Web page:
A big design difference that a lot of people overlook is the structure of the window itself.
- A desktop app tends to be built for a minimum height & width resolution (often 800*600), and tries as hard as it can to fit all the relevant information into a size smaller than that, because scroll bars are generally very bad practice for non-tabular/list data. Where more space is needed, the information is generally split into either new windows or sub-window panes/tabs.
- A web app, on the other hand, has essentially infinite vertical height, as most people are used to scrolling in their web browser. The scroll bar is no longer a bad thing; in fact, using a scroll bar anywhere where the main one could be used is usually considered bad form (with a few exceptions, of course). Information is typically portrayed in one 'window', as splitting it up would require both separate page loads, and re-loading identical data (styles, menus, etc. yes, there's a cache, but it's not as fast as not loading a single page). More loads are always slower, and cause feelings of discontinuity. Sometimes they're inescapable, but you should almost never constrain your app to only the visible size of the browser window.
- A lot of what people use a web browser for is reading. News, blogs, comments on youtube, etc. When you make a web app, it should reflect this habit, because you will otherwise jar people's brains through wildly different layouts if they're switching between web pages and your app (and you know that some will). It may seem like you're just copying the big players, but consistency is much more important than it immediately seems.
- Columns of text shouldn't be super-wide, because the wider a line gets, the harder it is to jump to the next line to continue reading. Stick to something similar to what books have; they've been refined for centuries. This is part of the reason why a lot of web pages are fixed-width, and favor columns over rows.
- White space is important. It helps separate information, and makes it easier to process. Imagine reading this reply without any spaces, new lines, or bullets.
A pet peeve of mine are text links that perform frequent actions. Unless you're actually 'linking' to a separate page, do not make it look like a link. Make it a control, or an image, or something. Links are for moving in websites, buttons do things. Most people will actively ignore blue, underlined text when they want to do something, because they're used to a "submit form" button, or something similar. Links are also quite small and comparatively difficult to click for repeated actions, and for me reek of incomplete design/coding when used extensively.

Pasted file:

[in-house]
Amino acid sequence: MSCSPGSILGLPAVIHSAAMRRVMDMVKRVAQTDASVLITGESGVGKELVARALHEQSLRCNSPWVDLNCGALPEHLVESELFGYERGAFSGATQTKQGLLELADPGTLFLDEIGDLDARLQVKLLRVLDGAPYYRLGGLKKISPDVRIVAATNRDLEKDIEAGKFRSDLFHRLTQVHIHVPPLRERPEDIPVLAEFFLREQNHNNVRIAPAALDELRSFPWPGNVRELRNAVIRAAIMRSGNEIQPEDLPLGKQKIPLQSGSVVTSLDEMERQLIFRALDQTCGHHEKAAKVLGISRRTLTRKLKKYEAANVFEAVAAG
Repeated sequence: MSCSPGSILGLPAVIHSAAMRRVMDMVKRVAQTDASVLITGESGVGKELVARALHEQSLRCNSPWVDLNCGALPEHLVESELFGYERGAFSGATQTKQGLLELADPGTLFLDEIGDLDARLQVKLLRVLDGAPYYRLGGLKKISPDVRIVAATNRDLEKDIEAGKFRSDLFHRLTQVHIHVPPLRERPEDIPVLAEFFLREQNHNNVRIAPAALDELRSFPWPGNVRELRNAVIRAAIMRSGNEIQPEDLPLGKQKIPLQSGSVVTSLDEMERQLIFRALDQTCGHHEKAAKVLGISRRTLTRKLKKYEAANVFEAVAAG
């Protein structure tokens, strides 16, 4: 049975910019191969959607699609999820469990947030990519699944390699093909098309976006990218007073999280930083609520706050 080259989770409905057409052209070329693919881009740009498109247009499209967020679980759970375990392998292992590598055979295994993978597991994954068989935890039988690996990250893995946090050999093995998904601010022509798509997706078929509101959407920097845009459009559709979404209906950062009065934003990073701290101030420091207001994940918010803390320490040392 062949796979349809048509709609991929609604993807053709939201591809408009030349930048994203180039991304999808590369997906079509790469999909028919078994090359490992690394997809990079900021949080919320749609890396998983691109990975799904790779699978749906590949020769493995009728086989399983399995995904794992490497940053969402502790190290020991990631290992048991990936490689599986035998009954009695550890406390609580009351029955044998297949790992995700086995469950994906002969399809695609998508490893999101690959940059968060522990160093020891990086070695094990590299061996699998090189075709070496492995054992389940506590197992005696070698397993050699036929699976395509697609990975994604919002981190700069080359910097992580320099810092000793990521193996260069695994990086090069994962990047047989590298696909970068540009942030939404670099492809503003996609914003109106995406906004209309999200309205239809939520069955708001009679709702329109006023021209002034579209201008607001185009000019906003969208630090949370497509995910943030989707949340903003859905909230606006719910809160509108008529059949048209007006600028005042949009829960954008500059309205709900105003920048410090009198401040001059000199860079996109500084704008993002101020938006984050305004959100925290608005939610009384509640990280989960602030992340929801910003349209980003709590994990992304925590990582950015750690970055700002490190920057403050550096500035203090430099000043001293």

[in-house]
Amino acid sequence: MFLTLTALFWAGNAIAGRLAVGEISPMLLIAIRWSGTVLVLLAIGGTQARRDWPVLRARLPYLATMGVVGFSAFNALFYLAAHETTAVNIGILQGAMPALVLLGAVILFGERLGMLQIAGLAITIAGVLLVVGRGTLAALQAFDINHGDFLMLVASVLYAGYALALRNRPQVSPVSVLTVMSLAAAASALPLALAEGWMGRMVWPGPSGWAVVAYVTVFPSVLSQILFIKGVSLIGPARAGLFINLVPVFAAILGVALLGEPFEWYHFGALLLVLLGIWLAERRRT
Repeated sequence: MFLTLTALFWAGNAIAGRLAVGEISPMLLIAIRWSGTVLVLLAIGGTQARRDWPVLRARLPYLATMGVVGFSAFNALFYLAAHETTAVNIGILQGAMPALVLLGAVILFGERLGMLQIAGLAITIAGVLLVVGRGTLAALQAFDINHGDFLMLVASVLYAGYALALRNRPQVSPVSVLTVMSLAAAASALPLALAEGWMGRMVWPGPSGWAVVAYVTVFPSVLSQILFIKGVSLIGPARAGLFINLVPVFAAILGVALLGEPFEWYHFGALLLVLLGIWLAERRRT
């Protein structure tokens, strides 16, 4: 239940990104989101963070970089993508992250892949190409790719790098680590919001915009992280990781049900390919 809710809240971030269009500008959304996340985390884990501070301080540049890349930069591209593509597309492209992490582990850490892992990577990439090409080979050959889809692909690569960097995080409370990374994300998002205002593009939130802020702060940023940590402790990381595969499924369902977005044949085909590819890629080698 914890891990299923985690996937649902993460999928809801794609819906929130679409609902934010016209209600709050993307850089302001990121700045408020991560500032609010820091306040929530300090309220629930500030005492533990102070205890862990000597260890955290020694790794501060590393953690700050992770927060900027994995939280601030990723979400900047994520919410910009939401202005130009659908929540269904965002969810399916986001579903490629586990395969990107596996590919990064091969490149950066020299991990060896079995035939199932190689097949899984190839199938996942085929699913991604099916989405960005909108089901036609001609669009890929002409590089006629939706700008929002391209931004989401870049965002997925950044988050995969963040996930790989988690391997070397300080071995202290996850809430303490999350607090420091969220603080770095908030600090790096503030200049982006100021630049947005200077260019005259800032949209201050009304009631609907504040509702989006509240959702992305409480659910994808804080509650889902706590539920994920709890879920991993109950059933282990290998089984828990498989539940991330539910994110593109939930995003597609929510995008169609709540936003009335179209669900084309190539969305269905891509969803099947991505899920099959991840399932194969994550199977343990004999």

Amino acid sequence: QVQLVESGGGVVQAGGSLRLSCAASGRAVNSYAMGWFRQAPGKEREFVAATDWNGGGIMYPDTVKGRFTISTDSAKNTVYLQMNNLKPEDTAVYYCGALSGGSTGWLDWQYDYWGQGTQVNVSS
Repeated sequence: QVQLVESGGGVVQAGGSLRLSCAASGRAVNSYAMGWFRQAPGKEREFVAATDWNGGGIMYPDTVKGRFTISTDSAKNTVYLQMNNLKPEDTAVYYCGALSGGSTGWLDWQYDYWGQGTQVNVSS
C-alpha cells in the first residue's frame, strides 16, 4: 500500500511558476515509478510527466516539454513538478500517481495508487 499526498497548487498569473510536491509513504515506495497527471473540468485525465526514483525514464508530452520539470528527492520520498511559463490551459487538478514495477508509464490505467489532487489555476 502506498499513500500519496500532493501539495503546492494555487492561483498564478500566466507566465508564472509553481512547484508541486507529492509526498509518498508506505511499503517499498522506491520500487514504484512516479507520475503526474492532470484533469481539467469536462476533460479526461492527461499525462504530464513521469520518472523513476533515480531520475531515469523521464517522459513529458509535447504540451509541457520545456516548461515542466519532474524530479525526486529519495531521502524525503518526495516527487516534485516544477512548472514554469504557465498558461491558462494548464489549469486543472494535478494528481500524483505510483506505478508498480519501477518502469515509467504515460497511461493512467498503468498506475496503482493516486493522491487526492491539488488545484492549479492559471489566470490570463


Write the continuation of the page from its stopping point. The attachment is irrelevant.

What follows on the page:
A lot of web apps that I've seen that have generally failed try to duplicate a desktop app in a browser window... which is fitting a round peg into a square hole. It can be done, but they are not the same thing, and should not be treated as such under almost any circumstance.
A partial exception is when the web app duplicates the function of a desktop app (ie, Google docs). Then, the layout should still reflect a web page more than an app in most circumstances, but the controls should probably mimic a desktop application to help people transition.
Most people use programs on their desktop to do something. Most people use their browsers to see something (read, watch, etc). Of course, there's crossover, but think about most people's daily habits, and remember that other people will be using something you design; it's not just you (and your clones) out there.